For the Wildlife SOS team and our many supporters, days like today are a flood of emotions. We are heartbroken at the loss of Nina and for the decades of suffering she endured, but at the same time, we find comfort knowing that she experienced our compassion and care during her final years. In the end, dear Nina knew she was loved and was able to experience the joys of freedom. The small, timid and stoic elephant stole our hearts with her sweetness, and amazed us with her quiet strength.
For most of her life, Nina lived alone in a dark world. In her 60 years as a begging elephant, she was doomed to exist as little more than a living ornament on display at hundreds of weddings. She knew the routine, and how to comply to avoid punishment. Nina would remain submissive as she was painted, bound in chains, and positioned as a prop during the endless marriage festivities, fireworks and photographs.
Countless happy newlyweds had pictures snapped of themselves with Nina, but none of them saw her tortured soul looking blankly back at the camera. Then one day, someone noticed her suffering, and alerted our team by sending photos and videos.
When we saw these images of the blind elephant, looking but not seeing, we wondered how she had survived so many years. Nina was dependent on the kindness of others, but only received apathy on the best of days. Thinking about her life was unbearable for us, and we wasted no time putting together a rescue plan while simultaneously imagining all the ways we would pamper her as a member of the Wildlife SOS family.
Professing his love for the tortured pachyderm, Nina’s caregiver remarked that their love managed to make her last days more tolerable even if the injuries in her feet were far too great for her to be saved. “She loved feasting on fruits, and loved the company of her caregivers… her life was a spectacle of unbound sorrow”. However, despite her horrific experience with humans in her early life, Nina never stopped showing her fondness for her caregivers and the people who regularly interacted with her, showcasing the gentle giant’s immense capacity for forgiveness.
On June 05, 2021, after 60 years of being in chains, Nina took her first steps of freedom at the Elephant Hospital Campus. We will never forget that day when she disembarked from the ambulance. She used all of the senses available to her to experience and understand her new, unfamiliar world. Nina’s trunk tentatively tapped and smelled the warm earth that welcomed her. She listened to sounds of the sanctuary, a mixture of elephants rumbling, peacocks calling and the water flowing in the nearby Yamuna river. She tasted the welcome feast that had been specially prepared for her, and then lay down for a long and peaceful nap.
We knew Nina was blind, but before she arrived we had held on to some hope that her blindness was not permanent. However, we soon learned that she had complete vision loss, and it was irreversible. Doctors concluded that she was likely blinded intentionally. A past trauma that still causes us sorrow and rage to this day.
We knew that she was fragile and had injuries we could not heal, but we put together a daily treatment and activity schedule that would give her comfort, joy and anticipation. Every day, she had a team of caregivers who gave her pedicures and baths. Instead of people painting her for a loud celebration, our focus became bringing her peace and contentment. She welcomed the kindness and offered her affectionate rumbles in return.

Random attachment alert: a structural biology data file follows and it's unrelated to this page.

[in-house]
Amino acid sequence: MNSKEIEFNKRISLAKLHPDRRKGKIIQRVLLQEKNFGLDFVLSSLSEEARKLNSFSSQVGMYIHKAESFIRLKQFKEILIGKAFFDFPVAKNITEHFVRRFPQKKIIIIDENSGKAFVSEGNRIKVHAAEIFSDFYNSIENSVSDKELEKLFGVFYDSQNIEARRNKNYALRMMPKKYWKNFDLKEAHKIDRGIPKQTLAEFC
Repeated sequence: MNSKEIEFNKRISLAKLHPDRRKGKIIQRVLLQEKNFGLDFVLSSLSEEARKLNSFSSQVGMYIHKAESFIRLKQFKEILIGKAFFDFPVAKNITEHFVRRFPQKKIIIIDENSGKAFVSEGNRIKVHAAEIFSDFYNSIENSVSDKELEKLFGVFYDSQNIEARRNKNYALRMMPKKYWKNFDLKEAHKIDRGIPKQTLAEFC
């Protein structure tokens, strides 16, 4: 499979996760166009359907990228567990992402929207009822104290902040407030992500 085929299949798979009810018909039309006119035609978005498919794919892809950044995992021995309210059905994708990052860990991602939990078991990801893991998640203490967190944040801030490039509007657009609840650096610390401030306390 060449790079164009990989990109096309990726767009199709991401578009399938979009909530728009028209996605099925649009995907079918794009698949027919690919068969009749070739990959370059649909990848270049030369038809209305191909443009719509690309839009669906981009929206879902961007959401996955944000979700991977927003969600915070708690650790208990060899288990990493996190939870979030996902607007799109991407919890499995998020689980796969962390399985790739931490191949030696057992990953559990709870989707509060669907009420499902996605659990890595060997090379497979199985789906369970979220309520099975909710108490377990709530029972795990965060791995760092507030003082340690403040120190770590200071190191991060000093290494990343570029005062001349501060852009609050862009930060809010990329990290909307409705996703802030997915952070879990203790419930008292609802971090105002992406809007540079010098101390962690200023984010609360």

Over the last two years she showed grace, patience and courage as she worked to get healthier and stronger. There were times that her body gave out and we worried her end could be near, but she impressively found the strength from within to recover and stand again. Her caregiver comments fondly on her jovial nature and love for going on walks. Despite her age and her tragic past, Nina had an admirable will to live. She was too frail to play with other elephants, but Nina often interacted with her nearby friends Holly and Lakshmi. These were likely the only elephant relationships she ever had in her adult lifetime, and we know she cherished these friendships. Often, we would watch her taking a dust bath, delightfully indulging in the cool relief provided by the same.
Recently, Nina lied down and we sensed that this time was different, she would not rally to stand once more. It was time to say our goodbyes. We stayed by her side, gave her love and kept her comfortable until she passed, surrounded by other elephants. Her death opened up a void in the hearts of all who knew her. Her caregiver reminiscences fondly about the frail pachyderm and the precious memories they had shared in her last days. “I stayed 24 hours by her side since she lay down for her final rest. Nina reached out with her trunk for water and food, especially her favourite papayas and watermelons whose sweetness provided her with respite in her last days. The first time we fell down, we tried to lift her up”. However, due to the injuries in her feet, she was unable to stand, no matter how we tried.
Nina taught us so much about perseverance and forgiveness. We are heartbroken that she’s gone and will miss her terribly. In her memory, we must also persevere and continue fighting for India’s captive elephants. We can’t let cruelty and greed win, and will continue our life-saving work with a hole in our hearts for Nina’s loss, but also empowered by her quiet, persistent strength.
Goodbye, dear friend.